CSE 351: The Hardware/Software Interface

Spring 2016 Course Website Return home »

Goals and Syllabus

Course Description

From the course catalog:

CSE 351: The Hardware/Software Interface (4) - Examines key computational abstraction levels below modern high-level languages; number representation, assembly language, introduction to C, memory management, the operating-system process model, high-level machine architecture including the memory hierarchy, and how high-level languages are implemented. Prerequisite: CSE 143.

Course Goals

This course should develop students’ sense of “what really happens” when software runs — and that this question can be answered at several levels of abstraction, including the hardware architecture level, the assembly level, the C programming level, and the Java programming level. The core around which the course is built is C, assembly, and low-level data representation, but this is connected to higher levels (roughly how basic Java could be implemented), lower levels (the general structure of a processor), and the role of the operating system (but not how the operating system is implemented).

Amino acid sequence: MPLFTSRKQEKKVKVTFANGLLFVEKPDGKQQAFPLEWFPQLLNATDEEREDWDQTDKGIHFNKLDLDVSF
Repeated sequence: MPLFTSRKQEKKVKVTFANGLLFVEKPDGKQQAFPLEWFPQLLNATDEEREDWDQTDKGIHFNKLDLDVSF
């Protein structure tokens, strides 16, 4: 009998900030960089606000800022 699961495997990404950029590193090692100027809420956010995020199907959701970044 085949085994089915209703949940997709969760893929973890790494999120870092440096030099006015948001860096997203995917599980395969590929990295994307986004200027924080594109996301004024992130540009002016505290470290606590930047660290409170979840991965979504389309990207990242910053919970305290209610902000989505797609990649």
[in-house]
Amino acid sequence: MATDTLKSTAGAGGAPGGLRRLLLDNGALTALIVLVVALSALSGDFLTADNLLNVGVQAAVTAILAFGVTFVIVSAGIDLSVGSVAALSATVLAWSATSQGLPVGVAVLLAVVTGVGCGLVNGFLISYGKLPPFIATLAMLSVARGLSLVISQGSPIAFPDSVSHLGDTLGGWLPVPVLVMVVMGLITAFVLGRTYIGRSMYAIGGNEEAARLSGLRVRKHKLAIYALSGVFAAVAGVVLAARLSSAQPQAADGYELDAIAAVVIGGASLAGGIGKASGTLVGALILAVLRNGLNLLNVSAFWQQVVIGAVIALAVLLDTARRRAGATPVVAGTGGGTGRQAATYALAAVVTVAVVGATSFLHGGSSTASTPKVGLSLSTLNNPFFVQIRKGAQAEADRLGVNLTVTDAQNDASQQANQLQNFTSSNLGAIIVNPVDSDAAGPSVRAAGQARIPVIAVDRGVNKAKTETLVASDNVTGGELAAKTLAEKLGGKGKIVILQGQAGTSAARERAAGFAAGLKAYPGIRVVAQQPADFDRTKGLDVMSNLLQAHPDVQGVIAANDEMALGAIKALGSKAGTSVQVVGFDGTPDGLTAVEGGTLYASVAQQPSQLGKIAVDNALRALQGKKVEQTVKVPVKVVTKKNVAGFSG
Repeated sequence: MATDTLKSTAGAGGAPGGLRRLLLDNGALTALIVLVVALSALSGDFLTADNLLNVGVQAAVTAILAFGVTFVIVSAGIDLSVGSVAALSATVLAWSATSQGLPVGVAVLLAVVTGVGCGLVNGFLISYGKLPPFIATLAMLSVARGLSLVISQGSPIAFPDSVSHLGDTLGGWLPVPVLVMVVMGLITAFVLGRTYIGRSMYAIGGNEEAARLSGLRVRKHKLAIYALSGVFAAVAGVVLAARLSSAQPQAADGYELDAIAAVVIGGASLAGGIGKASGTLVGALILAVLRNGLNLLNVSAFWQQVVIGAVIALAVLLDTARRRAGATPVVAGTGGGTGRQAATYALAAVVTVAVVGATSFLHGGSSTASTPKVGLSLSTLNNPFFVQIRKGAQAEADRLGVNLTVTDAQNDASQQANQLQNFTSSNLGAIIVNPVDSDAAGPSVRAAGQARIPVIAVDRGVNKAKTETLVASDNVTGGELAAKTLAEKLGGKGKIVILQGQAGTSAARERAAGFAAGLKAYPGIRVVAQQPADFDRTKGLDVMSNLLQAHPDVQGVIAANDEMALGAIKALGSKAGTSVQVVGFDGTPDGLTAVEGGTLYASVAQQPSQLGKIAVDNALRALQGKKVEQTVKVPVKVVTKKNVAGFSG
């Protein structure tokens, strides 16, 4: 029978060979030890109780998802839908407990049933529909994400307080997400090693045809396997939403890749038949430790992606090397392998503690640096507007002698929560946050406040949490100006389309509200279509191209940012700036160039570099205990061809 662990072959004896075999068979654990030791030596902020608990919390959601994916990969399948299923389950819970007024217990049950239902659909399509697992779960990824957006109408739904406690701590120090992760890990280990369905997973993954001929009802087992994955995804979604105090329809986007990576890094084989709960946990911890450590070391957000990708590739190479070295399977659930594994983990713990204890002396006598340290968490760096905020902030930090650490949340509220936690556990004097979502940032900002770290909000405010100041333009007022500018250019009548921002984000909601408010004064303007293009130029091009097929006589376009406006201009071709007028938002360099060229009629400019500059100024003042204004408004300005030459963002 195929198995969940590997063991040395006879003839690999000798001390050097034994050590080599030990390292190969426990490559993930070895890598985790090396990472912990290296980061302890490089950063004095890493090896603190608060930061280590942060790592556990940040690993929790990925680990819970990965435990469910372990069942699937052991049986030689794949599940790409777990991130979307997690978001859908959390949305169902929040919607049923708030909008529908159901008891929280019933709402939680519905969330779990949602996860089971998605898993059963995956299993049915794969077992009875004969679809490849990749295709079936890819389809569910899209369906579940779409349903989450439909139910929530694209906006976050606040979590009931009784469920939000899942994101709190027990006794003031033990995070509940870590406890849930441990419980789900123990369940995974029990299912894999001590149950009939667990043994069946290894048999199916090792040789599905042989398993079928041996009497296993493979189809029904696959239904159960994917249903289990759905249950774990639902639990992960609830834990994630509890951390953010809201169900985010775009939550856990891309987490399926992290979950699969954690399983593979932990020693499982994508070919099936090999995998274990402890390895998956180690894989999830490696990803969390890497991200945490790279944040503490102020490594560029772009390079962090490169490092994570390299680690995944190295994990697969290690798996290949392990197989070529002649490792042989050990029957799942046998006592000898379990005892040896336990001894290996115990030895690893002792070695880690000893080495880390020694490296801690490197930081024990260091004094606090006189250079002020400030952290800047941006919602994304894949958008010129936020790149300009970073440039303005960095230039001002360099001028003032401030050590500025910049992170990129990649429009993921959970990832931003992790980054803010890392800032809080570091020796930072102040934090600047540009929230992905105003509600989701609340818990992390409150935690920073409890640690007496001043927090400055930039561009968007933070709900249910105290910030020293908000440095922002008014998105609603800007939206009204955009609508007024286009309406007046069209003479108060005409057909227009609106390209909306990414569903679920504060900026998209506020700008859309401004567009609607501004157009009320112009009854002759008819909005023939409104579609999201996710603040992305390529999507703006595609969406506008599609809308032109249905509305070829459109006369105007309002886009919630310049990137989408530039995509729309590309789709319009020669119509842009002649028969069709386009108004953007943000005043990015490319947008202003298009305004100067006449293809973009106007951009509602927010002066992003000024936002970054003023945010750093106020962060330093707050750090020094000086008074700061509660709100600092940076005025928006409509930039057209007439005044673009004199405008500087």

For (computer science) students wanting to specialize at higher levels of abstraction, this could in the extreme be the only course they take that considers the “C level” and below. However, most students will take a subset of Systems Programming (CSE333), Operating Systems (CSE451), Compilers (CSE401), Computer Networks (CSE461), etc.

For students interested in hardware, embedded systems, computer engineering, computer architecture, etc., this course is an introductory course along with the hardware courses Digital Design (CSE369) and Digital Circuits (EE371). More advanced courses of particular interest are Software for Embedded Systems (CSE474, formerly CSE466), Computer Architecture I (CSE469), Computer Architecture II CSE470, etc.

Course Themes

The course has three principal themes:

Course Objectives

At the end of this course, students should:

Course Syllabus

Approximate list of topics (approximately 1 week each - 2 to 4 lectures):

Note that even more important than the topics at various levels of abstraction is the connection between them: students should get an informal sense of how Java could be translated to C, C to assembly, and assembly to binary.